It is a common and oft-quoted myth that there are no trees in Shetland. Certainly there aren’t many, but they can be found, and if you head out past the Bonhoga gallery on Westside to Kergord, there are about half a dozen plantations of pines and larches, in varying stages of decay and dilapidation, to be explored.
We’d driven by them a number of times, enjoying the novelty of seeing Shetland’s only rookery, then one day a workmate at the bakery told me her children were going on a school field trip to a ‘forest’ (which is stretching the point just a little bit!) and were being taken to Kergord.
So, driving by today, we decided to stop off and take a look. The plantations are not managed at all; apparently they used to be looked after by the Amenity Trust, but as none of the trees are native, the trust has – probably quite justifiably – decided there are better things to spend its money on, and so the woods are in a bit of a state. Fallen trees and rotten stumps are everywhere, covered in mosses and lichens. There are areas you can’t even get close to for the undergrowth, and I certainly wouldn’t want to be in among those trees in high winds – it feels and sounds like they could all come crashing down around you at any time.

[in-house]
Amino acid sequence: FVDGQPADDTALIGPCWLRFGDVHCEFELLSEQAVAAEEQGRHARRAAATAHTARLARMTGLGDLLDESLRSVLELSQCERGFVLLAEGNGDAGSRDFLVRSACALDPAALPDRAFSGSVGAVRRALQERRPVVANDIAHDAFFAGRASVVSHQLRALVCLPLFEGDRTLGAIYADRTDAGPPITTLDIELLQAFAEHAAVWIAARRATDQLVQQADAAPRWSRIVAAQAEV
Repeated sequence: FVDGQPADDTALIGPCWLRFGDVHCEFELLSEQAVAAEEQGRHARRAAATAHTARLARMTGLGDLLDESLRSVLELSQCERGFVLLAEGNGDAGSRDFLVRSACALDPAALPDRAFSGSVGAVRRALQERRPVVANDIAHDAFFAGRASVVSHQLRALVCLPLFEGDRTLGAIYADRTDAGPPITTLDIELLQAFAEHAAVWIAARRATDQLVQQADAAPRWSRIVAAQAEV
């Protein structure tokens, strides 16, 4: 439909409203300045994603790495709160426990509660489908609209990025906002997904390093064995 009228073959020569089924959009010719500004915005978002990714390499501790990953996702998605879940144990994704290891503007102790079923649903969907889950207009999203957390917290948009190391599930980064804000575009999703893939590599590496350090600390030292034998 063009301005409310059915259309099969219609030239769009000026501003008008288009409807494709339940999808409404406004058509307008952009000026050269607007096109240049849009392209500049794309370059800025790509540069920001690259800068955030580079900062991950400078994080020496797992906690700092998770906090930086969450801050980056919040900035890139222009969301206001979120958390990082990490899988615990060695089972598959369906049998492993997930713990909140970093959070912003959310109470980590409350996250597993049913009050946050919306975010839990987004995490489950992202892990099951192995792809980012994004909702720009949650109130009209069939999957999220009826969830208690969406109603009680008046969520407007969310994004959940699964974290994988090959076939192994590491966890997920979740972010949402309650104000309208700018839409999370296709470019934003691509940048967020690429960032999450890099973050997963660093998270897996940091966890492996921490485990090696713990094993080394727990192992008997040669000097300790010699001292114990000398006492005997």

But it is, nonetheless, lovely. Suddenly we came upon a patch of newly budding wood sorrel (got to go back and get some pictures of those in a week or so) and in one of the more open plantations, the ground was a carpet of yellow celandines. We could hear the seeping of what we think must have been goldcrests in the treetops, though we couldn’t spot them. There’s the remains of an old building, with the remnants of a recent fire – presumably for the children’s benefit – and there are a number of dens built out of old logs.
I can imagine the children thrilling to the slight creepiness of the woods, the dankness of the darker bits, ravens cronking overhead, the gnarled and twisted trees looking like they might get up and walk at any minute. I hadn’t really thought about it until we got there, but suddenly I realised I missed woods, so it’s great to know that they’re there. It may not quite be a forest, but it’ll do. Think we’ll go back for a picnic.